Property taxes can be a little bit tricky in South Carolina. There is a fairly simple with a simple formula that explains why…
Properties that are assessed at 4% are owner occupied properties. This means the homeowner lives in it as their primary residence. While the 4% is part of the formula used, please don’t get confused with it being as 4% of the sale price. That is not the case. 4% is calculated as part of the assessed value and then that number is plugged into a millage rate for each area. This is how property tax bills are formulated.
Properties that are assessed at 6% are non-owner occupied properties. These are investment properties. Rentals, vacant land, apartment complexes… The state of South Carolina is fairly smart. They have bullet proofed the transaction so they will certainly not miss out on capturing their tax dollars.
When a property in South Carolina changes hands, the state automatically assumes that it will be an investment property. Taxes automatically are calculated at a 6% assessment rate. It is the duty of the new homeowner to go to the state and prove that it is owner occupied.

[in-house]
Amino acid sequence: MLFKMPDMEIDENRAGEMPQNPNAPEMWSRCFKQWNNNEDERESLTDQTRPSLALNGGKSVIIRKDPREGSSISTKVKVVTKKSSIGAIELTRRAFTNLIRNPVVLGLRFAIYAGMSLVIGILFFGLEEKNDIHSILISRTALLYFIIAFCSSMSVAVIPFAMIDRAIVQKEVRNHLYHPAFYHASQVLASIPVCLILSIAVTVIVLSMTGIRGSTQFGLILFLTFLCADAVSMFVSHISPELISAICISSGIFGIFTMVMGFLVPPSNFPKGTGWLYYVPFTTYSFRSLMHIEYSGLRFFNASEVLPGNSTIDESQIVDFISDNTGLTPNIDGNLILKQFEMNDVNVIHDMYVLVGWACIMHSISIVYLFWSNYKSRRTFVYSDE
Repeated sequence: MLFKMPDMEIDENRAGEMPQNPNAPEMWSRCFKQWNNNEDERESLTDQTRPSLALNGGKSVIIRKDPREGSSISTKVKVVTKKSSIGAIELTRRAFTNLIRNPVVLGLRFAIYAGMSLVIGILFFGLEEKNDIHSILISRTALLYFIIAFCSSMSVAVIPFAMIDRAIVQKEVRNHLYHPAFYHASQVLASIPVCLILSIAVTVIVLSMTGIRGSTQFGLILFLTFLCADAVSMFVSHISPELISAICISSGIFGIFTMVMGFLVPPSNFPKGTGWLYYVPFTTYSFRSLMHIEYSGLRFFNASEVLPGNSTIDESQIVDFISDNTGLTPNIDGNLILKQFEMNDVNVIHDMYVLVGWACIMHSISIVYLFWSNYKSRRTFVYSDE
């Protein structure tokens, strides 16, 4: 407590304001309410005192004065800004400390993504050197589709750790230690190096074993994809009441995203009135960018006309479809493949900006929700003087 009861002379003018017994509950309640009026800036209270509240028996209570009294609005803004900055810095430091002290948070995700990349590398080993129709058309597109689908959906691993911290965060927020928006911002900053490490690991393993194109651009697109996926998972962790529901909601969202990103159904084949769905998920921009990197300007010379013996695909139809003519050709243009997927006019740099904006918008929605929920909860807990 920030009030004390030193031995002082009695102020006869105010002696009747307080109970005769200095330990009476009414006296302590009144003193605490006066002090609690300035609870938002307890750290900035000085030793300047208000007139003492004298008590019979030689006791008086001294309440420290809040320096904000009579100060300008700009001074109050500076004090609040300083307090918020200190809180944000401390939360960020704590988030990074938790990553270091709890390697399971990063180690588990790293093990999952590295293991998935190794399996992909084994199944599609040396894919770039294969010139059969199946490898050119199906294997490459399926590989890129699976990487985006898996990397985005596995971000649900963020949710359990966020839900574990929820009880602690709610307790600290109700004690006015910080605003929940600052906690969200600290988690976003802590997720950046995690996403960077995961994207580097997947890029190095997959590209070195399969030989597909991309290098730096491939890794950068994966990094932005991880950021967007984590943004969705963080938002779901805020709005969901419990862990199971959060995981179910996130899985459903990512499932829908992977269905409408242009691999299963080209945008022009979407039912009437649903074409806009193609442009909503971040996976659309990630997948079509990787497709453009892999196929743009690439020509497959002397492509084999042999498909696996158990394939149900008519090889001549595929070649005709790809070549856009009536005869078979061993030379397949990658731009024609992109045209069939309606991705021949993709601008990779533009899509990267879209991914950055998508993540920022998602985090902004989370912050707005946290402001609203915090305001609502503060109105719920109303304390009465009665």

Here are the steps necessary to get the 4%:
- It must be your primary residence.
- Once the deed is recorded, and you own the house… Go to the highway department.
- Change your driver’s license address.
- Change your voter registration card.
- Gather your tax statements or closing paperwork.
- Go to the tax assessor’s office, walk in the front door, and say 4%.
- You will then be directed to the office where you must go.
- Provide your changed drivers license, your new voter registration card, and make sure to show them your closing papers.
- You will then fill out a form, and now you should receive the 4% assessed rate.
Many people forget this. The reason being, is it is something that you have to do after you on the house. When moving into a home there are many things you must do, and after all the boxes are unpacked, it is hard to remember to take care of this important task. One great reminder is when you receive a copy of the deed in the mail. Consider this as your red flag to remind you to go apply for the 4% if it applies to your situation.